The filter is preferably a ceramic filter disc which has pores large enough to allow free passage of the hydrogen gas but small enough to prevent the passage of the powdered metal hydride forming material.
The method of forming the bed of hydride forming material includes the step of providing a slurry of metal hydride forming powder material suspended in an inert organic solvent, which prevents oxidation of the material by atmospheric oxygen and water and allows assembly of the bed. Alternately, a heat conducting metal disc is pressed into the open end of the metal tube and a layer of slurry is introduced into the tube on top of the preceding disc until the tube is filled with alternate layers of discs and powdered slurry. The filter disc is introduced into the open end of the tube and the solvent is evacuated from the tube.
Preferably, the solvent used in the step to form the slurry is a small chain alkane from the group of pentane, hexane, heptane and octane.
The metal hydride forming material is powdered for this step by hydriding the virgin material or by ballmilling it in the solvent used to form the slurry.
An additional step in forming the bed may also be used after evacuation to reactivate the metal hydride forming material by heating in a hydrogen atmosphere. Preferably, this is accomplished at a pressure of 2-3 atmospheres and a temperature of 250 to 400 degrees C. for 4-5 hours.
A heat pump utilizing the beds of this invention is constructed with a first reaction vessel having a plurality of the beds containing a plurality of layers of a higher temperature, more stable metal hydride forming material, with the open ends of the tubes being connected to a manifold. A second reaction vessel is constructed with a plurality of the beds each containing layers of a lower temperature, less stable metal hydride forming material, with the open ends of the tubes being connected to a manifold. A fixed quantity of hydrogen is introduced into one of the reaction vessels, and the two manifolds are connected together so that hydrogen can pass between the first and second reaction vessels for absorption and desorption by the higher temperature, more stable metal hydride forming material in the first reaction vessel, and absorption and desorption by the lower temperature, less stable material in the second reaction vessel.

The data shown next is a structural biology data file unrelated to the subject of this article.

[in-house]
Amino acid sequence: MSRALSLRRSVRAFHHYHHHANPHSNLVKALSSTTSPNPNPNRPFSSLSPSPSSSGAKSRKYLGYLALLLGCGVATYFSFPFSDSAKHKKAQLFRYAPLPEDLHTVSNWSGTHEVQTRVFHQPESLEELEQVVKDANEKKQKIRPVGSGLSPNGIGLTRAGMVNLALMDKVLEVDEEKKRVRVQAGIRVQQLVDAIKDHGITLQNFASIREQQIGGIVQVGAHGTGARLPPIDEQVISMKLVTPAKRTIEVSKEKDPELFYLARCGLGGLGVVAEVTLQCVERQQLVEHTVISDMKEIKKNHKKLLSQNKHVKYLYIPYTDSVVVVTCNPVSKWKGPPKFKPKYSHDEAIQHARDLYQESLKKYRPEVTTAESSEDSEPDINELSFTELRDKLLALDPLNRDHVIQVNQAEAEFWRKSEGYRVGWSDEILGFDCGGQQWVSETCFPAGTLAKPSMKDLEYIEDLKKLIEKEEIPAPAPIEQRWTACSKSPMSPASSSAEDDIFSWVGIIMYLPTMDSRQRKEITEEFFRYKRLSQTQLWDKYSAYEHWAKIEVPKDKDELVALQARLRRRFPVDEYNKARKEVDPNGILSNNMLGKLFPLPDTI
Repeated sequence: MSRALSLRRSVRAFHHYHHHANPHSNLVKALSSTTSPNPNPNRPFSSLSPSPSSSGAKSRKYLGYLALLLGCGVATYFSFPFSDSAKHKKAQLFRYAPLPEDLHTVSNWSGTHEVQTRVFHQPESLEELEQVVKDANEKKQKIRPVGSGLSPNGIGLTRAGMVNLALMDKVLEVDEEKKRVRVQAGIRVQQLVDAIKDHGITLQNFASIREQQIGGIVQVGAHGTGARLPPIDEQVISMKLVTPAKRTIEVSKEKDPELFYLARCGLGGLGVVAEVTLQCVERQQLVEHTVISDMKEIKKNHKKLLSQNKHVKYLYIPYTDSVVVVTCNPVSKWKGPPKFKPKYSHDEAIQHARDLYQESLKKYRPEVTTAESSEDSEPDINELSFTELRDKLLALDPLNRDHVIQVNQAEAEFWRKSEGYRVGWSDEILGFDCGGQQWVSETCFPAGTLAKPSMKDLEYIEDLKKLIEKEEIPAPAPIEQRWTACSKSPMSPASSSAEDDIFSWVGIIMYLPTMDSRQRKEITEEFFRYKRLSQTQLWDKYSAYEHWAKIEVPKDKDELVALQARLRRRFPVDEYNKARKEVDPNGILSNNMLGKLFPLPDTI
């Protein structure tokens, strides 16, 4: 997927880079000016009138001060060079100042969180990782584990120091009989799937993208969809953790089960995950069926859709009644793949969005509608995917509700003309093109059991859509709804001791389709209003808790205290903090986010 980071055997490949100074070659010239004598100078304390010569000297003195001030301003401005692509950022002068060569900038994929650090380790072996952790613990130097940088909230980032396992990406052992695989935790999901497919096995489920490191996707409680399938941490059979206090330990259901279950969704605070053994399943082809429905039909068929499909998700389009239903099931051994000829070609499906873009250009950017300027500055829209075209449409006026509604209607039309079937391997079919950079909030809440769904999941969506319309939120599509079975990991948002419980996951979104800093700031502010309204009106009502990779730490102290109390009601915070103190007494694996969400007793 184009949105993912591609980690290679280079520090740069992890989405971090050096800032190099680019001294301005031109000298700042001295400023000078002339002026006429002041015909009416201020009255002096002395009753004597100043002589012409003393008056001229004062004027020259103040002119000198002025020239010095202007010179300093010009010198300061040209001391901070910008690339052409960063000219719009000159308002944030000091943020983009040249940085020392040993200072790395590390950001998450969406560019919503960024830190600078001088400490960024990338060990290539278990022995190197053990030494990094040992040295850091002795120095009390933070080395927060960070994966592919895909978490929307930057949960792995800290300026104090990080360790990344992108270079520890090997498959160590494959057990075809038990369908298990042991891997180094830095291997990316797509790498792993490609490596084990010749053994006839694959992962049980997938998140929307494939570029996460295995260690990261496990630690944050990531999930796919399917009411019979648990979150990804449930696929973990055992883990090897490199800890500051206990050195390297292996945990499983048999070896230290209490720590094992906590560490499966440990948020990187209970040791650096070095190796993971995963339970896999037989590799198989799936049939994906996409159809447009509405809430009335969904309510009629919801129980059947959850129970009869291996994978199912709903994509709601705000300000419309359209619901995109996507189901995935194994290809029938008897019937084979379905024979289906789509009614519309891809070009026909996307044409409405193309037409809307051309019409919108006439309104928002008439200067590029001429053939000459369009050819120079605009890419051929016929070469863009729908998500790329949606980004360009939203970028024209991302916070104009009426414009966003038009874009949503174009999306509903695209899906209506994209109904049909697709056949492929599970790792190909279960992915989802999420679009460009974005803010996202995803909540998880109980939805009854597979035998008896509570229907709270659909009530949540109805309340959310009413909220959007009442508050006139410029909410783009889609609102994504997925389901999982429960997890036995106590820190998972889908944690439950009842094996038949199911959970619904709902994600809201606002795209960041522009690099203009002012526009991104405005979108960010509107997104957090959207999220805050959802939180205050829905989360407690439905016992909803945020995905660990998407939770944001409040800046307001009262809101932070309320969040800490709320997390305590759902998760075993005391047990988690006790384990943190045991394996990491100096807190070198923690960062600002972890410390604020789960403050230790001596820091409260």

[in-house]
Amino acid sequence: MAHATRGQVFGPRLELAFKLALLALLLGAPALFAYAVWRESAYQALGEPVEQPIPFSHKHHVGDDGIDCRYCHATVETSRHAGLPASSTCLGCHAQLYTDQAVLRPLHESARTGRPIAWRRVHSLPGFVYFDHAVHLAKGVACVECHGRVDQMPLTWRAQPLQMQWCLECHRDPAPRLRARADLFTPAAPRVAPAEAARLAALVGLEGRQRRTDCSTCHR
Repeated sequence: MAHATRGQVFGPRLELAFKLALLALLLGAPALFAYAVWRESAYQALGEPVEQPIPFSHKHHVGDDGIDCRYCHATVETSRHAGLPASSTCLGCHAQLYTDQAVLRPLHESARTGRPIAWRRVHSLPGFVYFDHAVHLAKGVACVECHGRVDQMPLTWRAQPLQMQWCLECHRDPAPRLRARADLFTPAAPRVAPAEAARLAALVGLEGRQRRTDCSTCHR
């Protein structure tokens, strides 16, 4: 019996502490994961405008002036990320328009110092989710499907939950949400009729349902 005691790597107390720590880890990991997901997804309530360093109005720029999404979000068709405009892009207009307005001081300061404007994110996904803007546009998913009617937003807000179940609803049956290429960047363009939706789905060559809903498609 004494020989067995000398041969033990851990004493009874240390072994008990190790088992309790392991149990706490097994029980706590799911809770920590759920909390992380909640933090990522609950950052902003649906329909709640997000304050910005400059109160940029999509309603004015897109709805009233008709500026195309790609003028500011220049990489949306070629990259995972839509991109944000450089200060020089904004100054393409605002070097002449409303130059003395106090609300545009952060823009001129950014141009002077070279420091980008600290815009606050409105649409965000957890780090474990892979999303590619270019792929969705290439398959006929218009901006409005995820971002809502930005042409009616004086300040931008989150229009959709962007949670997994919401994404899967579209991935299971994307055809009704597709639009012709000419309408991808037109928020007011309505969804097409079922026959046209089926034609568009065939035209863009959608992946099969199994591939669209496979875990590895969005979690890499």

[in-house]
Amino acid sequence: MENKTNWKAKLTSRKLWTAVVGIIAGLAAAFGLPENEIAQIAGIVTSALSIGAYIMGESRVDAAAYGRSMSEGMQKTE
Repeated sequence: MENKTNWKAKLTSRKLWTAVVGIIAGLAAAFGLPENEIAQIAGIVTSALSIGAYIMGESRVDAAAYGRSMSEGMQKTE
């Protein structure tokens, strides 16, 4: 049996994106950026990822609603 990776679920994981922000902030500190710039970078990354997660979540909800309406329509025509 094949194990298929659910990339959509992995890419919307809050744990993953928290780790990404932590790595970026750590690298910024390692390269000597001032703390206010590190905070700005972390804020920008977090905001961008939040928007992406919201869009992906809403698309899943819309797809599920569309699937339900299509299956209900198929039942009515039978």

First and second heat exchangers are provided for supplying heat to and withdrawing heat from the first reaction vessel, and third and fourth heat exchangers are supplied for withdrawing and supplying heat to the second reaction vessel. Suitable control means operates in a predetermined sequence, so that the hydrogen is absorbed and desorbed in both vessels and proper heat transfer is provided by the heat exchangers, with the hydrogen gas flowing between the first and second reaction vessels.
Third and fourth pressure vessels identical to the first and second pressure vessels are provided so that the first and second vessels will operate in a selected heating or cooling air conditioning mode, while the third and fourth pressure vessels will operate in a regeneration mode and thereafter the control will shift the system so that the third and fourth pressure vessels will operate in the selected heating or cooling air conditioning mode, while the first and second pressure vessels will be operating in a regeneration mode. This 180 degree out-of-phase operation of the two pairs of pressure vessels will supply continuous air conditioning and regeneration.
When the heat pump is operated as an air conditioning system for a vehicle, the pair of pressure vessels operating in the regeneration mode will have a first heat exchanger supplying heat from vehicle exhaust to the pressure vessel having the higher temperature, more stable hydride forming material so that hydrogen will be desorbed from its beds to flow to the pressure vessel having the lower temperature, less stable hydride forming material, which will absorb the hydrogen as heat is being transferred from that pressure vessel to ambient via the third heat exchanger. At the same time, the pair of pressure vessels operating in the air conditioning mode will have the pressure vessel with beds containing the lower temperature, less stable hydride forming material desorb hydrogen gas as the material is being heated by a fourth heat exchanger as it withdraws heat from the vehicle space being cooled. The gas is then transferred to the reaction vessel containing the higher temperature, more stable hydride forming material for absorption by this material as it is being cooled by a second heat exchanger transferring heat to ambient.